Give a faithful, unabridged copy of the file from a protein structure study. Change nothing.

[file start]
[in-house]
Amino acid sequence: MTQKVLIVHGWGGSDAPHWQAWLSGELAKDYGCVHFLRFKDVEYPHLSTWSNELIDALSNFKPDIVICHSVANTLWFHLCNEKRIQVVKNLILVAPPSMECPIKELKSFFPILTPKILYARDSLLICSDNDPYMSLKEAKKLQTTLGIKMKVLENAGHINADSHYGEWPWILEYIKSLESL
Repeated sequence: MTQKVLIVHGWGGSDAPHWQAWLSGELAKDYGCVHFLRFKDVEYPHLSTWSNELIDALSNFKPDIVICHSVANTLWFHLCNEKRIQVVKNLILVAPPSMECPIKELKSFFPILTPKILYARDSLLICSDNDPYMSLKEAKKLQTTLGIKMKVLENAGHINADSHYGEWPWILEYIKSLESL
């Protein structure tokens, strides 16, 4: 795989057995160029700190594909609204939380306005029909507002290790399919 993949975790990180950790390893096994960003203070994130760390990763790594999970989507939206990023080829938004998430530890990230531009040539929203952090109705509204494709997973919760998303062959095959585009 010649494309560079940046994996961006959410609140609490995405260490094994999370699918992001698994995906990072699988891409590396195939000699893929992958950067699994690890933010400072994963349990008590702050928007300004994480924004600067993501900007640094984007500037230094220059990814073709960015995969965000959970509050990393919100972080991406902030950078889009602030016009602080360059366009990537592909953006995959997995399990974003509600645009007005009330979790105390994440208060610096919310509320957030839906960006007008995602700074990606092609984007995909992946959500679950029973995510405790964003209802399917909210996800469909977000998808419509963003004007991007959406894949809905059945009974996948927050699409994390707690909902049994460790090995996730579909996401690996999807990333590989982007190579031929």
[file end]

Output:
[in-house]
Amino acid sequence: MTQKVLIVHGWGGSDAPHWQAWLSGELAKDYGCVHFLRFKDVEYPHLSTWSNELIDALSNFKPDIVICHSVANTLWFHLCNEKRIQVVKNLILVAPPSMECPIKELKSFFPILTPKILYARDSLLICSDNDPYMSLKEAKKLQTTLGIKMKVLENAGHINADSHYGEWPWILEYIKSLESL
Repeated sequence: MTQKVLIVHGWGGSDAPHWQAWLSGELAKDYGCVHFLRFKDVEYPHLSTWSNELIDALSNFKPDIVICHSVANTLWFHLCNEKRIQVVKNLILVAPPSMECPIKELKSFFPILTPKILYARDSLLICSDNDPYMSLKEAKKLQTTLGIKMKVLENAGHINADSHYGEWPWILEYIKSLESL
């Protein structure tokens, strides 16, 4: 795989057995160029700190594909609204939380306005029909507002290790399919 993949975790990180950790390893096994960003203070994130760390990763790594999970989507939206990023080829938004998430530890990230531009040539929203952090109705509204494709997973919760998303062959095959585009 010649494309560079940046994996961006959410609140609490995405260490094994999370699918992001698994995906990072699988891409590396195939000699893929992958950067699994690890933010400072994963349990008590702050928007300004994480924004600067993501900007640094984007500037230094220059990814073709960015995969965000959970509050990393919100972080991406902030950078889009602030016009602080360059366009990537592909953006995959997995399990974003509600645009007005009330979790105390994440208060610096919310509320957030839906960006007008995602700074990606092609984007995909992946959500679950029973995510405790964003209802399917909210996800469909977000998808419509963003004007991007959406894949809905059945009974996948927050699409994390707690909902049994460790090995996730579909996401690996999807990333590989982007190579031929």